Biblical messages were replaced with chanting and yelling as growing turbulence over weekly “Jesus Lunch” events held near Middleton High School spilled over to the luncheon itself.
Hundreds of students congregated Tuesday in Fireman’s Park either to partake in the faith-based luncheon or to spar with fellow students over what some perceive as an encroachment of religion into public schools.
Chants of “Jesus Lunch, Jesus Lunch” and “Separation of church and state” emerged from a mass of teenagers, who fought the latest round in a dispute over the religious luncheon’s relation to the high school.
Since 2014, the luncheons have been organized by a group of parents and held in a park next to the high school, but swelling attendance piqued interest from students, parents and secular groups, prompting school district administrators to call for an end to the lunches in the park last week.
Fireman’s Park, however, is owned by the city and used by the district through a non-exclusive lease agreement. That arrangement has created disagreement among lunch organizers, their opponents, and city and school district officials about whether the district’s policies apply in the park during school hours.
Adhering to the opinion of the city attorney, Middleton officials granted organizers of Jesus Lunch an event permit, but Tuesday’s luncheon was far from typical, attracting a sizable student protest backed by the secular advocacy group, Freedom From Religion Foundation.
Amid the somewhat chaotic scene, Jesus Lunch organizers quickly scrapped the traditional three to five minutes of “biblical truths” that usually accompany the brown bag event.
The vast majority of students ate alongside friends inside the park’s pavilion, but at any given time throughout Middleton’s two lunch periods, as much as a third of the people at the event gathered around the foundation’s array of cookies and cupcakes at the south end of the pavilion, where a handful of protesters took turns speaking atop a picnic table.
Among the protesters was Joshua Biatch, an 18-year-old senior, who identifies ethnically as Jewish but considers himself atheist.
“I hear people saying it’s bringing the community together; it clearly isn’t,” Biatch said. “This event is designed purely for Christian students and that creates divisions between Christians and every other student.
“People keep saying, “Oh, this isn’t a big deal. It’s been blown out of proportion.’ They are always white, Christian people. … I have had to defend myself and explain myself so many times this week. People don’t get it because people don’t think beyond themselves.”
As Biatch and others spoke, a scrum that included both protesters and supporters of Jesus Lunch reacted with a variety of cheers and jeers. A few clementines from lunches flew through the air, and there was a brief shoving incident that quickly dispersed amid calls to “remain peaceful.” It was unclear who instigated the pushing.
Middleton Police Chief Charles Foulke said he did not see the shoving incident but said the event went well overall.
Sophomore Jarrett Horst, 16, stood with a couple of friends near the back of a counter-protest. A self-identifying Christian and member of Blackhawk Church, Horst said he regularly attends the luncheon and views it as a chance to relax, enjoy a nice meal and hear an uplifting message.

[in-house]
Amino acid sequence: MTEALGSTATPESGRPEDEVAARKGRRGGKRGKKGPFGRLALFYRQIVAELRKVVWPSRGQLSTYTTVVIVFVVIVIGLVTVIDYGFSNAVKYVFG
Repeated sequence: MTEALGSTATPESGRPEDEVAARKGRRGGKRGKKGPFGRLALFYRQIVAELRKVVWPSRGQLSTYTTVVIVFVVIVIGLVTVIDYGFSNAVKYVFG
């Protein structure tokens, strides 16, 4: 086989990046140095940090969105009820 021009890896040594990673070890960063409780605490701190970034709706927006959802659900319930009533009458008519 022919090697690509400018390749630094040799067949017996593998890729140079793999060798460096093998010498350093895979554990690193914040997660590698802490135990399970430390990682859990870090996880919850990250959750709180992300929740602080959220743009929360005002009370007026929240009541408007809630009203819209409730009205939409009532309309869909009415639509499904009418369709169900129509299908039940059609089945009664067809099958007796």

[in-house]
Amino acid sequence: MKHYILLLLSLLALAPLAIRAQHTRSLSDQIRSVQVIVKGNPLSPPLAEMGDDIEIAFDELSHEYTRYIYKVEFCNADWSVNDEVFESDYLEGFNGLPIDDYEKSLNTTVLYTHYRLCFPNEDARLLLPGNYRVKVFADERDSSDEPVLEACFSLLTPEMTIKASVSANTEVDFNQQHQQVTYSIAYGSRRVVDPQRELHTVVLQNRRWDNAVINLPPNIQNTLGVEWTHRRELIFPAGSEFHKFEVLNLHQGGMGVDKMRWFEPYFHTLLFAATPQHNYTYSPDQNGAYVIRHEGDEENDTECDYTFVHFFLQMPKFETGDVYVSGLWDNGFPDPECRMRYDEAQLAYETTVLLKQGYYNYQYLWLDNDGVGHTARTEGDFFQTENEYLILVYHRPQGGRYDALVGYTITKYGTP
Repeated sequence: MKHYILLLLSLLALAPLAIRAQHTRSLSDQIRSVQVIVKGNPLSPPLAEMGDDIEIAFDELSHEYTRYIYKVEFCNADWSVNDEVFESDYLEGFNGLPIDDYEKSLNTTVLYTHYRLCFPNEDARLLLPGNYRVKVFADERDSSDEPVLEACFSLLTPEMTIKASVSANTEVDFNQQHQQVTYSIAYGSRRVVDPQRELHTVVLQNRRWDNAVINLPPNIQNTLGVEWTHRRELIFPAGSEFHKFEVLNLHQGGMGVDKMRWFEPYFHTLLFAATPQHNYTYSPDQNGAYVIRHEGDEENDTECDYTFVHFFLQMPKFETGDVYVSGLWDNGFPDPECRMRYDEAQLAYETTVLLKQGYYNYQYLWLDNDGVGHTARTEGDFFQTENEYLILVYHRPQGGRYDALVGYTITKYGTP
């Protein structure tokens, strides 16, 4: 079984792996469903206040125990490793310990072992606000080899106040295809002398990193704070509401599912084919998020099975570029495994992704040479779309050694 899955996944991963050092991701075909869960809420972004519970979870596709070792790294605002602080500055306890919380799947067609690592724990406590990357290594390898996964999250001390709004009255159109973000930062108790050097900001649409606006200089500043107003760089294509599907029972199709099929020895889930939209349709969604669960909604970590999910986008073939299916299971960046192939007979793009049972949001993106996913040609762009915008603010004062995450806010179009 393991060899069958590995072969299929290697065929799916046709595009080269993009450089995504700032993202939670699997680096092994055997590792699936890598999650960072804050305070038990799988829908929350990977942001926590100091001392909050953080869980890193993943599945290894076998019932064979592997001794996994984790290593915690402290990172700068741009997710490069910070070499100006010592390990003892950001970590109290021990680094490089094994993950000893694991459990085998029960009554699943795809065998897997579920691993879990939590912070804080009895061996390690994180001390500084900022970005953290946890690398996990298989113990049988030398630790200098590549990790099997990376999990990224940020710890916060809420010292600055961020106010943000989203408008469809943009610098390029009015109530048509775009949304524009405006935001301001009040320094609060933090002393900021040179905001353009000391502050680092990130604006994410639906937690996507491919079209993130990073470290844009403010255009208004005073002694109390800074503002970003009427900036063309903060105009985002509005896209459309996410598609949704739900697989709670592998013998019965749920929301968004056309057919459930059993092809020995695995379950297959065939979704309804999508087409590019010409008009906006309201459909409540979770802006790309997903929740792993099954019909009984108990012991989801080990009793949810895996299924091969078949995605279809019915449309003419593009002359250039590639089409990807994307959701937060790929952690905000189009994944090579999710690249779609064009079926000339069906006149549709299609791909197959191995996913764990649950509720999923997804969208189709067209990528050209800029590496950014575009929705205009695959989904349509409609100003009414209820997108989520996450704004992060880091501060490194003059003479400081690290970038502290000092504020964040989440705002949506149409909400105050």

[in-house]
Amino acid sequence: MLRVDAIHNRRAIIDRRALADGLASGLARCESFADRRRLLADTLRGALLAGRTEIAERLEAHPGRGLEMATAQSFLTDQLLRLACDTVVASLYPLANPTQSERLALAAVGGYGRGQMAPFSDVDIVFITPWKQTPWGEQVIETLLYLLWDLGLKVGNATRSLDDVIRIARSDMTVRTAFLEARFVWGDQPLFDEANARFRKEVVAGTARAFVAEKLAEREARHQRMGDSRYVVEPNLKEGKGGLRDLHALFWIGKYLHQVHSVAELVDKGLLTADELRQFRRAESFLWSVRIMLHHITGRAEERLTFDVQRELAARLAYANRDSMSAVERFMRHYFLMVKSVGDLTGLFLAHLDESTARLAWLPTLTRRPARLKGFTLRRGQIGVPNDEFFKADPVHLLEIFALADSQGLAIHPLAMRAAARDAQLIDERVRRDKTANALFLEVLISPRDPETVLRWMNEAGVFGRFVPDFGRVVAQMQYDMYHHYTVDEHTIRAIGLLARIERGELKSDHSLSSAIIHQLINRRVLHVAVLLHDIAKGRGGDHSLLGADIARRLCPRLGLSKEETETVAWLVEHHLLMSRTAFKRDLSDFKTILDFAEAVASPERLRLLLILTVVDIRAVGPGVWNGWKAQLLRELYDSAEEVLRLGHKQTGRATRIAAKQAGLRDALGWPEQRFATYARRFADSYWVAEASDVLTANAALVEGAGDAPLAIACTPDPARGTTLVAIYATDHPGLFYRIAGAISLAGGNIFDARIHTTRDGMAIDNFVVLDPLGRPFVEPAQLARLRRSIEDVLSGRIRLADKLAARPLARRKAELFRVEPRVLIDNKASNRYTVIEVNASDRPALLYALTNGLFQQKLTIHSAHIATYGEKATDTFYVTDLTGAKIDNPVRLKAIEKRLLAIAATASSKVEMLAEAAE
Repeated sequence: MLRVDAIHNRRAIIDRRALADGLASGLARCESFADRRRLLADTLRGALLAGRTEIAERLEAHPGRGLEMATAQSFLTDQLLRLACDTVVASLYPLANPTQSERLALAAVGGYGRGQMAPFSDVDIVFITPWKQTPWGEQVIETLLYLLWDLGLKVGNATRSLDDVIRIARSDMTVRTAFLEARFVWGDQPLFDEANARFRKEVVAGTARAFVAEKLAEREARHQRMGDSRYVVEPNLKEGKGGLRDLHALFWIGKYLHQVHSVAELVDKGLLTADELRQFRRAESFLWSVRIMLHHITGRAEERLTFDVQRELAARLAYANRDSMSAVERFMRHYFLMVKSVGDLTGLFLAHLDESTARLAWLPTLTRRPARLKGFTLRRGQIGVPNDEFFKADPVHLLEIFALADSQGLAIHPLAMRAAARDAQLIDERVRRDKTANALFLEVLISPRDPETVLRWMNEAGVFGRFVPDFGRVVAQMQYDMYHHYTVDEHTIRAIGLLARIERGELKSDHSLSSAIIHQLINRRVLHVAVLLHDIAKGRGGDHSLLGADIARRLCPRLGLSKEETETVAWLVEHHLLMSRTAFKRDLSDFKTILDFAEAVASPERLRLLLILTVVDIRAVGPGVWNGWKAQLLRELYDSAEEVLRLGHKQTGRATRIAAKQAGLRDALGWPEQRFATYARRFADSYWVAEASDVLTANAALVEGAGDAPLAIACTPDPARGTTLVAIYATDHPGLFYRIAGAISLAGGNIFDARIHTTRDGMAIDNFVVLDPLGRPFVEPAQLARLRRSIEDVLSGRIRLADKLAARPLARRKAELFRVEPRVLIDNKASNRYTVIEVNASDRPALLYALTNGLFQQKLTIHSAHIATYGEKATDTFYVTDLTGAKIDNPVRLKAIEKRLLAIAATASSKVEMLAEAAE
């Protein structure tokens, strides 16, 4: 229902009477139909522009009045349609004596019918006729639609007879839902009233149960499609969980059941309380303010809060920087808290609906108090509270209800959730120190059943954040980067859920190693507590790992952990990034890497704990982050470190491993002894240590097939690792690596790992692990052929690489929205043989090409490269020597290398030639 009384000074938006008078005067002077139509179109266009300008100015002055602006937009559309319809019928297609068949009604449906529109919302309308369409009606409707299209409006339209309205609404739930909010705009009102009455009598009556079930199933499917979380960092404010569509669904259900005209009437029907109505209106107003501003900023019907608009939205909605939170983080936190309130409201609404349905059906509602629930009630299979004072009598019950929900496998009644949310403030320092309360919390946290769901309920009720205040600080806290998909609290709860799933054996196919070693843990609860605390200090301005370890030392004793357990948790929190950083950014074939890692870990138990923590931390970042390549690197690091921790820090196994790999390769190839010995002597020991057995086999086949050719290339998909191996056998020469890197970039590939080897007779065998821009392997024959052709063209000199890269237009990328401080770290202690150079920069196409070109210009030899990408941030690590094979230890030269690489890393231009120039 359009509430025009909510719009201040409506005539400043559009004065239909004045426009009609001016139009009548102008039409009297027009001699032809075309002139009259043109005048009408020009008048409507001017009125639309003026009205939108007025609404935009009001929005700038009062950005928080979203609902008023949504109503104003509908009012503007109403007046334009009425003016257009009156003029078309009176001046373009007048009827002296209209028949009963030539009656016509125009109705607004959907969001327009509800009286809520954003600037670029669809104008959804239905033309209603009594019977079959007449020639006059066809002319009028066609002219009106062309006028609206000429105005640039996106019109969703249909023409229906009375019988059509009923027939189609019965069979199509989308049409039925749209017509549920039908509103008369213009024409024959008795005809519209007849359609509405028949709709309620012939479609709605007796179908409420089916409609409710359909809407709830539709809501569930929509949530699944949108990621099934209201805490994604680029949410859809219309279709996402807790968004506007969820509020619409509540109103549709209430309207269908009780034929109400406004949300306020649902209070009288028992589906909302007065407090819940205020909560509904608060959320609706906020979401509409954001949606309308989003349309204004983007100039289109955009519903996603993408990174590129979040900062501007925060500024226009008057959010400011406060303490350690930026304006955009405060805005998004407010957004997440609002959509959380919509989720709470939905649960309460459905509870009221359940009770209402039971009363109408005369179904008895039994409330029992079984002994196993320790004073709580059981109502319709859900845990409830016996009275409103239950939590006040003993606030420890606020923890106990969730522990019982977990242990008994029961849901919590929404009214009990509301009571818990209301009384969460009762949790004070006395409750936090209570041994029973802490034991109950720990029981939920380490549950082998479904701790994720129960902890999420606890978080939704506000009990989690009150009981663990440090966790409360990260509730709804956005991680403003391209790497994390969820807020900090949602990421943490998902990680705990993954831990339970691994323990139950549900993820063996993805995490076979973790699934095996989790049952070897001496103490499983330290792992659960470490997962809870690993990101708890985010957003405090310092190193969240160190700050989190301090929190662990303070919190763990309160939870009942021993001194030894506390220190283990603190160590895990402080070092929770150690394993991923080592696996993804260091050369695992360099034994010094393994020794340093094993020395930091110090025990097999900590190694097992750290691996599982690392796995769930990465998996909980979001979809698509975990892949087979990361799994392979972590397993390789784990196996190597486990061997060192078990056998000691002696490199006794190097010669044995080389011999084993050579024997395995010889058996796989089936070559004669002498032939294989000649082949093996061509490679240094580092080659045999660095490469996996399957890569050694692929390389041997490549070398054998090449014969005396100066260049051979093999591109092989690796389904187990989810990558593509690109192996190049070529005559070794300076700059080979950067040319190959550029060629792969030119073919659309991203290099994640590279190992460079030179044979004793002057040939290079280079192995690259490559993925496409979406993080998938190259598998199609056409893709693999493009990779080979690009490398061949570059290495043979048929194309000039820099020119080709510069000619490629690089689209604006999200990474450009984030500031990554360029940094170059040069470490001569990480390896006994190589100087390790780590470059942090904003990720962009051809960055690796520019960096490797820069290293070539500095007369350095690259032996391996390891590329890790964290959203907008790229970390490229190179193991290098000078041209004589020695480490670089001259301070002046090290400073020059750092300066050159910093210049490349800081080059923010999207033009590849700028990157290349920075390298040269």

Horst and other regulars at Jesus Lunch agreed with protesters that the meal has become a divisive topic at school, but he disputed the notion that proselytizing is a primary goal of the luncheon.
“They only teach a passage about God for about five minutes and we just go back to eating,” Horst said. “I don’t see anything wrong with it. They allow anybody to come. Anybody can just come here and eat food. You don’t have to learn about the Bible. Obviously, this is getting kind of out of hand.”
Junior Camilla Vellon, 17, said she wasn’t initially alarmed by Jesus Lunch because it started as a group of children and their own parents. The growth of the free lunch changed her mind and on Tuesday, Vellon was excused by her mother to attend the protest during both lunch periods.
“It’s a very isolated situation that can make other groups feel uncomfortable, whether it’s atheists, Muslims or Budhists,” Vellon said.
The meal is typically attended by about 400 students. In light of the heightened attention to Jesus Lunch, organizer Melissa Helbach said parents prepared for as many as 1,000 people, but she did not know how many lunches were distributed Tuesday.
The group will have to discuss how to proceed if protests persist, Helbach said.
“Up until this week, the Jesus Lunch has not been a contentious point within the school walls. Have there been some kids that have been opposed to it? Absolutely. But it hasn’t been a focal point,” she said. “What you saw here today is something we’re going to contemplate and think over.”
School district spokesman Perry Hibner said administrators stayed inside during the luncheon and planned to intervene only if things got out of hand.
In an email to parents last week, Superintendent Donald Johnson and high school Principal Stephen Plank wrote that they believed religious or political events have no place in schools or on campuses, except when sponsored by a student group. Because the district leases that area of Fireman’s Park, they believed those policies extended to that area during school hours.
The city and school district have interpreted the lease differently, so Hibner said the district is anticipating Jesus Lunches will continue through the remainder of the school year.
“We’re trying to make this a teachable moment for our kids, helping them understand there are times when people are going to be at opposing viewpoints,” Hibner said. “It doesn’t mean you have to agree with them, but you do have to be respectful of them.”